Part I Overview Information


Department of Health and Human Services

Participating Organizations
National Institutes of Health (NIH), (http://www.nih.gov)

Components of Participating Organizations
National Institute of Diabetes and Digestive and Kidney Diseases (NIDDK), (http://www2.niddk.nih.gov )

Title: Polycystic Kidney Disease (PKD) Research and Translation Core Centers (P30)

Announcement Type
This is a reissue of RFA-DK-04-012

Request For Applications (RFA) Number: RFA-DK-09-007
93.847

Key Dates
Release Date: December 22, 2009
Letters of Intent Receipt Date: February 10, 2010
Application Receipt Date: March 10, 2010  
Peer Review Date: June/July 2010  
Council Review Date(s): October 2010
Earliest Anticipated Start Date: September 30,2010 
Additional Information To Be Available Date (Url Activation Date): Not Applicable
Expiration Date: March 11, 2010

Due Dates for E.O. 12372

Not Applicable

Additional Overview Content

Executive Summary

Table of Contents


Part I Overview Information

Part II Full Text of Announcement

Section I. Funding Opportunity Description
1. Research Objectives

Section II. Award Information
1. Mechanism(s) of Support
2. Funds Available

Section III. Eligibility Information
1. Eligible Applicants
    A. Eligible Institutions
    B. Eligible Individuals
2.Cost Sharing or Matching
3. Other - Special Eligibility Criteria

Section IV. Application and Submission Information
1. Address to Request Application Information
2. Content and Form of Application Submission
3. Submission Dates and Times
    A. Receipt, Review and Anticipated Start Dates
         1. Letter of Intent
    B. Sending an Application to the NIH
    C. Application Processing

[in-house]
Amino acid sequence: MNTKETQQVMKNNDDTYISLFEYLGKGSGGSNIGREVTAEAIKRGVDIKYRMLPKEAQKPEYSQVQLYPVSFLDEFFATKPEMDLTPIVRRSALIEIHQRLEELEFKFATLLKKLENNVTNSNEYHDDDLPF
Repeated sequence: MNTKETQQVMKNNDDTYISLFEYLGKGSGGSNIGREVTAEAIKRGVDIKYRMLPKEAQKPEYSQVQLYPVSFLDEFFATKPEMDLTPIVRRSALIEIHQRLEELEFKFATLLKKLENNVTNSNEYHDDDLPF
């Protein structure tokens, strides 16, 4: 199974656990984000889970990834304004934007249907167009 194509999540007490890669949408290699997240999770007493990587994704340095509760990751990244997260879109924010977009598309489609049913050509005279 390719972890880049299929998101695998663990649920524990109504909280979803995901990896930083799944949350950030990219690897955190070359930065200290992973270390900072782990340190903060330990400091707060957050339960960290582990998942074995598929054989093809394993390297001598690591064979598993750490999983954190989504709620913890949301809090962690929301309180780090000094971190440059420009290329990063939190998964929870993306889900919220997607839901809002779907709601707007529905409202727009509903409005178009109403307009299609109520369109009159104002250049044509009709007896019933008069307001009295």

D.  Application Assignment
4. Intergovernmental Review
5. Funding Restrictions
6. Other Submission Requirements

Section V. Application Review Information
1. Criteria
2. Review and Selection Process
    A. Additional Review Criteria
    B. Additional Review Considerations
    C. Resource Sharing Plan(s)
3. Anticipated Announcement and Award Dates

Section VI. Award Administration Information
1. Award Notices
2. Administrative and National Policy Requirements
3. Reporting

Section VII. Agency Contact(s)
1. Scientific/Research Contact(s)
2. Peer Review Contact(s)
3. Financial/ Grants Management Contact(s)

Section VIII. Other Information - Required Federal Citations

Part II - Full Text of Announcement


Section I. Funding Opportunity Description


1. Research Objectives

Background

PKD is the fourth leading cause of chronic kidney disease (CKD) in America, affecting approximately 500,000 people.  The disease presentation is highly variable, with some patients developing only a modest number of renal cysts during their lifetime without being aware of this disorder, while others develop a massive number of renal cysts and renal failure at an early age.  It is also not unusual for cysts to develop in the liver and within the systemic vasculature.  Evidence also indicates that in addition to documented cyst enlargement and interstitial fibrosis, apoptotic loss of non-cystic nephrons is a significant component of the pathology of PKD and may contribute to the progressive loss of renal function.